Runners and Sprinters

Running a marathon is a difficult task requiring months of training and discipline. Successful marathoners follow a strict training schedule and plan – a mixture of running, stretching, lifting weights, and eating a balanced diet. And I should know, having run several marathons, including the Boston Marathon in 2011.

Each marathon is a blend of runners – young, old, black, white, male, female, etc. It’s possible for 40,000 to 50,000 runners to run in marathons like Los Angeles, Chicago, New York, and Boston. At the starting line, everyone is nervous and excited. During a race, you will pass, and be passed, by other runners. However, there’s always a  group of young men (it’s always young men) who try to elbow their way to the front, dodging other runners like a punt returner. They would sprint ahead, but after a few miles, they’d be walking with their hands on their hips or standing on the side of the road gasping for air. This process repeated itself a few times before they faded away.  

During my first few marathons, I would fixate on these young sprinters and worry that I wasn’t running fast enough, but over time, I ignored them and focused on my goals, and it made for a better running experience.

As an investor, you may feel frustrated as others pass you by with high-flying investments like Tesla or Bitcoin, but don’t abandon your plan to chase returns. Follow your plan, save your money, think long-term, run your race, and good things will happen.

January 8, 2021

Bill Parrott, CFP®, is the President and CEO of Parrott Wealth Management in Austin, Texas. Parrott Wealth Management is a fee-only, fiduciary, registered investment advisor firm. Our goal is to remove complexity, confusion, and worry from the investment and financial planning process so our clients can pursue a life of purpose. Our firm does not have an asset or fee minimum, and we work with anybody who needs financial help regardless of age, income, or asset level. PWM’s custodian is TD Ameritrade, and our annual fee starts at .5% of your assets and drops depending on the level of your assets.

Note: Investments are not guaranteed and do involve risk. Your returns may differ from those posted in this blog. PWM is not a tax advisor, nor do we give tax advice. Please consult your tax advisor for items that are specific to your situation. Options involve risk and aren’t suitable for every investor.

PWM Weekly Stock Market Update

Happy Saturday,

Another good week for stocks. The Dow Jones Industrial Average jumped 3% on Friday and finished up 2.2% for the week. The NASDAQ 100 is positive for the year, and it is up more than 15% for the past twelve months. Small-cap stocks continue to rebound, and international stocks are looking better. The S&P 500 has risen 29% from the March lows.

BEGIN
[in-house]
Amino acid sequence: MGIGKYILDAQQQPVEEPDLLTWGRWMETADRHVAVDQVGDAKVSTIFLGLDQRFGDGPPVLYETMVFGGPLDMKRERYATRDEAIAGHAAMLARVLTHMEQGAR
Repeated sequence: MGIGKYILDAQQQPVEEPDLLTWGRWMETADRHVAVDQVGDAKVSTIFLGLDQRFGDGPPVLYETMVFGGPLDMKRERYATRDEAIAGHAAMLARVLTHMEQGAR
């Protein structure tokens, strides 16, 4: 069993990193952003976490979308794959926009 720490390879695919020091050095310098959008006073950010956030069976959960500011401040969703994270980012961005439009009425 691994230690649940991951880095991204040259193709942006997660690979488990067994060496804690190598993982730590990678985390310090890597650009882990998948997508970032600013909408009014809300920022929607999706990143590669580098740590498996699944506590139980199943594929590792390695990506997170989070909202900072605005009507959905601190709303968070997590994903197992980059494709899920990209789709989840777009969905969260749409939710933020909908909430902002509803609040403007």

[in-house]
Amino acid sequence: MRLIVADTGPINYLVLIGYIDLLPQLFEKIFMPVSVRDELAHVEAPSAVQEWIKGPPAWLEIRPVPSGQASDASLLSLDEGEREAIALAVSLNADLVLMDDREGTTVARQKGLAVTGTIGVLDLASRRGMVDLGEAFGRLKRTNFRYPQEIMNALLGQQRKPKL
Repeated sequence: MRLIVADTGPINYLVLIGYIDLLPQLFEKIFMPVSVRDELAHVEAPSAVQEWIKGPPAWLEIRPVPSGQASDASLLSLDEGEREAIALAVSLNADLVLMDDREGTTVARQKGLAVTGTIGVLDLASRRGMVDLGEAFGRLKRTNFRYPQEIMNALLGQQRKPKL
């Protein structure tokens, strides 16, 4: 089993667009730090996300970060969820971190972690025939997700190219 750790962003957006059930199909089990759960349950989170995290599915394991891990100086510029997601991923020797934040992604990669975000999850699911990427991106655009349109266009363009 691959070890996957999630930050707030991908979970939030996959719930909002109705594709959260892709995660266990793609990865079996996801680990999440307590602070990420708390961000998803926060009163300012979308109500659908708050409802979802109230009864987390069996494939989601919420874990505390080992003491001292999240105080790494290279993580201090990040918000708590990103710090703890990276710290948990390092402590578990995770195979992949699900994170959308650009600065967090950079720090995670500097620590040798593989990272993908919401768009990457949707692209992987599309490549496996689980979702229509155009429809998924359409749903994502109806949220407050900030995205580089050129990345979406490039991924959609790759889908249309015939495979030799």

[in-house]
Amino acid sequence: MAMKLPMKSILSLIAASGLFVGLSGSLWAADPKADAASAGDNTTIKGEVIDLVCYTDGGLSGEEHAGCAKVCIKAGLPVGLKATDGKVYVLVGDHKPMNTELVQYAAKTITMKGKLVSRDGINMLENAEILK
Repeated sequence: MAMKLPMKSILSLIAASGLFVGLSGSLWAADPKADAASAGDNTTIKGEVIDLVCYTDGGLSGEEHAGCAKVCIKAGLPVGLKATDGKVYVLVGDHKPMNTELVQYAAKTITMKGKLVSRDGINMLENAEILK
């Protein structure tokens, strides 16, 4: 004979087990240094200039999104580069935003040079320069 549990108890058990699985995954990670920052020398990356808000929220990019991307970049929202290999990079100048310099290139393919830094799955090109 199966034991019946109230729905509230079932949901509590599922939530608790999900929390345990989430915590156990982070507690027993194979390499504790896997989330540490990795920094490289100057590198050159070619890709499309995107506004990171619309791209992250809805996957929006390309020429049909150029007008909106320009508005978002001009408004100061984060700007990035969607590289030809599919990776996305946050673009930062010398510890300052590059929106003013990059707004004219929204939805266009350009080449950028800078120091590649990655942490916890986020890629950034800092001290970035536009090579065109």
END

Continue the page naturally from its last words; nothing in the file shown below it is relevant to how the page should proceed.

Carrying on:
Why are stocks rebounding? We’re starting to see optimistic signs from around the world. Gilead Sciences is using its drug remdesivir to treat COVID-19 patients, and the results are encouraging. Boeing is resuming production in Seattle, Germany is going to let small businesses open on Monday, and the PGA Tour is teeing off June 11 at the Colonial Golf Course in Fort Worth, Texas. Speaking of Texas, Governor Greg Abbot plans to open some businesses on April 27.

Our investment models were quiet this week as volatility continues to drop. We only rebalanced ten accounts on Tuesday, a year low – which is a good sign.

It has been near impossible to buy U.S. Government securities because large institutions are gobbling them up for their money market funds. As a result, we are purchasing Certificates of Deposits from around the country for our cash and bond holdings. CD’s are federally insured to $250,000 per person, per account.

The CBOE put/call ratio is an indicator I watch closely. It relies on options to determine if investors are greedy or fearful. An option is a contract that allows you to control 100 shares of stock for every contract you own. A put option will rise in value when the price of a stock falls. A call option will increase in value when the price of a stock rises. If investors purchase several puts, fear is high. When confidence is high, they will buy calls. If the ratio is over one (more put buyers than call buyers), investors are nervous; below one, they’re confident. In March, the indicator peaked at 1.83. The ten-year average is .94; the current reading is .91. The ratio has dropped 50% from the peak, an encouraging sign for investors.

Corporate insider buying has been bullish for the past few weeks. Executives and insiders are buying shares of their company stock because of the compelling valuations.

Here’s how stocks, bonds, and other asset classes performed this past week.

  • The S&P 500 rose 3%
  • The NASDAQ rose 7%
  • International Stocks rose .34%
  • Emerging Markets rose 2.2%
  • Long-Term Bonds rose 1.4%
  • Gold fell .17%
  • Oil fell 17.2%
  • Chinese Stocks rose 3%

I decided to run the Boston Marathon in 2009; however, I needed to qualify for the race first. Due to the marathon calendar and my schedule, I missed the window for 2009 and 2010, so I set my sites on 2011. To qualify, I signed up to run the 2010 Austin Marathon, and as a backup, I registered for the Los Angeles Marathon, scheduled for three weeks later. To run Boston, I needed a plan, and it included a two-year training schedule, weight training, and better eating habits.